The Food Safety Modernization Act, passed in 2011, was the biggest update to food safety laws in more than 70 years and this year growers will finally be subject to routine on-farm inspections under the Food and Drug Administration’s Produce Safety Rule. Many are wondering how the process will work and many questions remain about coordination between state and federal agencies, a shortage of inspectors and questions on whether the standards will be enough to ward off the next outbreak.
In the wake of last year’s romaine lettuce outbreaks, the Food and Drug Administration has now delayed the compliance dates for the water requirements for potential revisions, while the California Leafy Greens Marketing (LGMA) Agreement is also pushing new updates on its own similar requirements for growers. (See related story on page 3.)
Here’s what we know for now: The California Department of Food and Agriculture has responsibility for the inspections and is working on behalf of the FDA.
The inspections will start with large farms — those with $500,000 or more in annual revenue. With no list of farms under this qualification, CDFA found a workaround. The California Agricultural Commissioners and Sealers Association had information that could help. The voluntary organization collects pesticide use reports for the Department of Pesticide Regulation. Since the pesticide use information is publicly available upon request, CDFA could access it through Freedom of Information Act requests. Instead, CACASA contracted with CDFA to share the broadest level of information that would meet CDFA’s needs.
The department explained this in a letter mailed to farmers across the state. Also raising some eyebrows was the title of the inspectors: environmental scientist-inspectors. At a time when large regulations like the Sustainable Groundwater Management are coming into effect, this left some farmers worried the inspections would be part of a broader environmental mandate.
CDFA launched an awareness campaign early last year. It offered test runs with “on-farm readiness reviews” in an effort dubbed “educate, then regulate.” Yet large gaps remained in what the CDFA could communicate until November, when the FDA released its detailed guidelines. It is still open for comment, which means the draft guidance is subject to change.
According to almond huller and sheller Ryan Honnette, farmers and processors who maintain good agricultural practices will be ready.
“It doesn’t change the processes that you are already doing. It just means you have to document more of them,” he said, adding that “old schoolers” in the industry will likely hire a service.
He said the approach to the inspections was about risk assessment and mitigation and that inspectors will work with farmers to help them meet the standards, rather than penalize them at the start. Following the confusing early years of FSMA, he said, organizations like CDFA and the Almond Alliance have done a well in “breaking down this whole thing” and explaining it to farmers.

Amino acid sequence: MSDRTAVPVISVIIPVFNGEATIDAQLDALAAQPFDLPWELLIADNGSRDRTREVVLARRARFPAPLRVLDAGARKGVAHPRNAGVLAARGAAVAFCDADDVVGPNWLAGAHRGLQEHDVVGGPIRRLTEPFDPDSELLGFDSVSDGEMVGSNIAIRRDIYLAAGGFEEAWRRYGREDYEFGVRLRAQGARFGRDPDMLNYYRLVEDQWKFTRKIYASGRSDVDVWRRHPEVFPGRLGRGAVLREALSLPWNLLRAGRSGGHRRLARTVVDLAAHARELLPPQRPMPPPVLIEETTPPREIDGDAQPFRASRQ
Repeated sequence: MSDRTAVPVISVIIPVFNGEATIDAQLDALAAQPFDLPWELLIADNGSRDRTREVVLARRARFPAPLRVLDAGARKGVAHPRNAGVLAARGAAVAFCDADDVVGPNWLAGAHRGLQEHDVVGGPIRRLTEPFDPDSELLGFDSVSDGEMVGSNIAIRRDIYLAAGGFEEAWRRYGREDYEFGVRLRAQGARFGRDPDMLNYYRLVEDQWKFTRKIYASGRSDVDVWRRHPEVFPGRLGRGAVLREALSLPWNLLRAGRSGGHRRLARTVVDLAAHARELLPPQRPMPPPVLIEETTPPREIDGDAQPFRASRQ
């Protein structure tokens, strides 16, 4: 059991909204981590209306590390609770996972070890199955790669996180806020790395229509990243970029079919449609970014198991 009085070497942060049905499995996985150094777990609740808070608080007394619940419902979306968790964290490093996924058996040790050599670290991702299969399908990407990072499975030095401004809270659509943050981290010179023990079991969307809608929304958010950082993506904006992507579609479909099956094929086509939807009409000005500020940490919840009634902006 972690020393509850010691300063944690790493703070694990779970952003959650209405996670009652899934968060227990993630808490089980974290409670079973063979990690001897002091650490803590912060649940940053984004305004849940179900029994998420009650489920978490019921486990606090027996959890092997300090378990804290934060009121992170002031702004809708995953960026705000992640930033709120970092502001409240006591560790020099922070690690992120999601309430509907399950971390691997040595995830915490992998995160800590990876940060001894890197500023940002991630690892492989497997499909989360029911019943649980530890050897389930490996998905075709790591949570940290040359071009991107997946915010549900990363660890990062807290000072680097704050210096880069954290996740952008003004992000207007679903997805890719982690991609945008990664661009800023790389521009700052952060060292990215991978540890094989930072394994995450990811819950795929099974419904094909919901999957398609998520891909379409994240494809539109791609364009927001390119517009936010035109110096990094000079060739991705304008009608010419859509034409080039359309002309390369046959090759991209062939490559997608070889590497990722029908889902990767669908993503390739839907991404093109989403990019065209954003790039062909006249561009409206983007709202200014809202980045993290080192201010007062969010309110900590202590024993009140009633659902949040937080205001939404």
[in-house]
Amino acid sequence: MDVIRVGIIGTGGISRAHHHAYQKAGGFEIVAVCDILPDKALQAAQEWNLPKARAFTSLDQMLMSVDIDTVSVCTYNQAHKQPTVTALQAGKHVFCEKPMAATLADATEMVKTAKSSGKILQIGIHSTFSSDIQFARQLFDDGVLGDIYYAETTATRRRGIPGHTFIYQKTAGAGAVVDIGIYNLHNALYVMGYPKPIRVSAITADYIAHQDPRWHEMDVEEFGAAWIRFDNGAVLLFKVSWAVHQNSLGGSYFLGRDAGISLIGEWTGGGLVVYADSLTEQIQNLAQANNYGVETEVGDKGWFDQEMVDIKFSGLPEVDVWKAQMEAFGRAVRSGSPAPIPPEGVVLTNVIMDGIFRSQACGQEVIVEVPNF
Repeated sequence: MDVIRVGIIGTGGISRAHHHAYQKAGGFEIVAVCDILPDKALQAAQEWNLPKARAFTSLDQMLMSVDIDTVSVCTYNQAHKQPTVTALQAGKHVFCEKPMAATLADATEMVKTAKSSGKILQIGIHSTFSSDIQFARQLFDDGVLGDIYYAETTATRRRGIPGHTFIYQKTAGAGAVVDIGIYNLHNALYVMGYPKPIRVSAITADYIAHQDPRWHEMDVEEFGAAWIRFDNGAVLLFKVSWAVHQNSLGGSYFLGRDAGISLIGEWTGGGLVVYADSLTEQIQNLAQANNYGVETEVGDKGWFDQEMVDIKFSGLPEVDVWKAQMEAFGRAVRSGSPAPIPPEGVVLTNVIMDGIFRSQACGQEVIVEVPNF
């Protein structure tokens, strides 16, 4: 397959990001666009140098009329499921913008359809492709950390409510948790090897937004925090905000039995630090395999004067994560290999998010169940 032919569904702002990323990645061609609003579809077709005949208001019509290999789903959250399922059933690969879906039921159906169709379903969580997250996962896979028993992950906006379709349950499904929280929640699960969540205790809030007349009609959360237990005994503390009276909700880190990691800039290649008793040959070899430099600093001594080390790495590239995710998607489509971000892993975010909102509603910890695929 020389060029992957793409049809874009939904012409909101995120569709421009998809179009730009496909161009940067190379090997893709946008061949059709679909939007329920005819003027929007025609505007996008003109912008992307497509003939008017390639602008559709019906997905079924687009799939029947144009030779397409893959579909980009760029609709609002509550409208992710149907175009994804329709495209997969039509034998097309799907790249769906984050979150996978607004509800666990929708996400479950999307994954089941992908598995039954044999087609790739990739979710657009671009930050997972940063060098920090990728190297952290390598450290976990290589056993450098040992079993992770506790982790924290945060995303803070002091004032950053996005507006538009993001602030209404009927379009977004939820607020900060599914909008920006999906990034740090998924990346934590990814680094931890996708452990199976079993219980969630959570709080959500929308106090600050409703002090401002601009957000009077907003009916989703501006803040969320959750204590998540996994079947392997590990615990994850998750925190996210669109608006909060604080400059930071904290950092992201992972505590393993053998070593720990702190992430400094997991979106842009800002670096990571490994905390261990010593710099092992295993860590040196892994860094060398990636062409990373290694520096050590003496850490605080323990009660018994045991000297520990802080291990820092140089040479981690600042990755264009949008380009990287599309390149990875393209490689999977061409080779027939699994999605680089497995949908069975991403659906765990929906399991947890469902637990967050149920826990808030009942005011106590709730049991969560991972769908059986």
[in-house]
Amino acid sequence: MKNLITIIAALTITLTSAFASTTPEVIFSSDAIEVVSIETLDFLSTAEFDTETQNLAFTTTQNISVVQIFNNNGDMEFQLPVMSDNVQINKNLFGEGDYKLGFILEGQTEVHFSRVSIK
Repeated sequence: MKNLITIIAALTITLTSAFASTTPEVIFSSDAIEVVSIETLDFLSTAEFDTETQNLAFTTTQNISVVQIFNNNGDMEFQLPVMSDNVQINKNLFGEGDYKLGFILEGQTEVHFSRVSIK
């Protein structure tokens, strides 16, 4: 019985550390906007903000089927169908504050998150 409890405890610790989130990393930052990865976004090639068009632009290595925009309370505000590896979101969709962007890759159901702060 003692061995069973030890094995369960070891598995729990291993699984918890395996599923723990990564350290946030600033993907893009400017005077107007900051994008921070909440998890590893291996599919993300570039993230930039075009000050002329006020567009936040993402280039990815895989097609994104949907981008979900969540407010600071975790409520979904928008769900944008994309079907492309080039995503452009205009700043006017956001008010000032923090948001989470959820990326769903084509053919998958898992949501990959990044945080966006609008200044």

Covering one of the largest and most productive states
The FDA provided the state with funding to develop an inspection office dedicated to FSMA, along with new staff members. Just five inspectors are assigned to California’s 25,000 potential farms. Of those, 12,000 will be subject to the inspections starting in less than two weeks.
“I wouldn’t expect to see an inspector for like a decade,” said Hornette.
When he does, however, that inspector may not test or ask about his water. The almond industry is seeking an exemption from the water requirements due to the kill step in its process for sanitizing almonds.
CDFA also said it will focus first on the crops that experience more frequent and severe outbreaks, such as lettuce, sprouts and spinach. For those crops, LGMA is already mandating at least five government inspections per year and will be collaborating with CDFA more closely on those. LGMA auditors are currently employed by CDFA and licensed by the U.S. Agriculture Department.
The water problem
The FDA’s investigations into the two E. coli outbreaks in romaine lettuce last year suggested that strains other than the generic E. coli are coming up in water tests at alarming rates.
LGMA officials believe their requirements would have prevented at least the California outbreak had the grower linked to the contamination been a member. LGMA inspections include regular water testing for generic E. coli. If a spike in that testing shows up, then the inspectors will perform more thorough tests to inspect for specific strains. LGMA is currently working with Western Growers on updating their standards so that the more robust tests can be readily performed in the field.
The more extensive standards for LGMA — in water and other areas — are possible because it covers one specific industry within one specific region, as opposed to the FDA’s broad mandate.
“In most cases,” said LGMA CEO Scott Horsfall, “we go quite a bit further than the produce rule requires.”
This means that everyone who grows leafy greens is “pretty used to government auditors in their fields,” he said.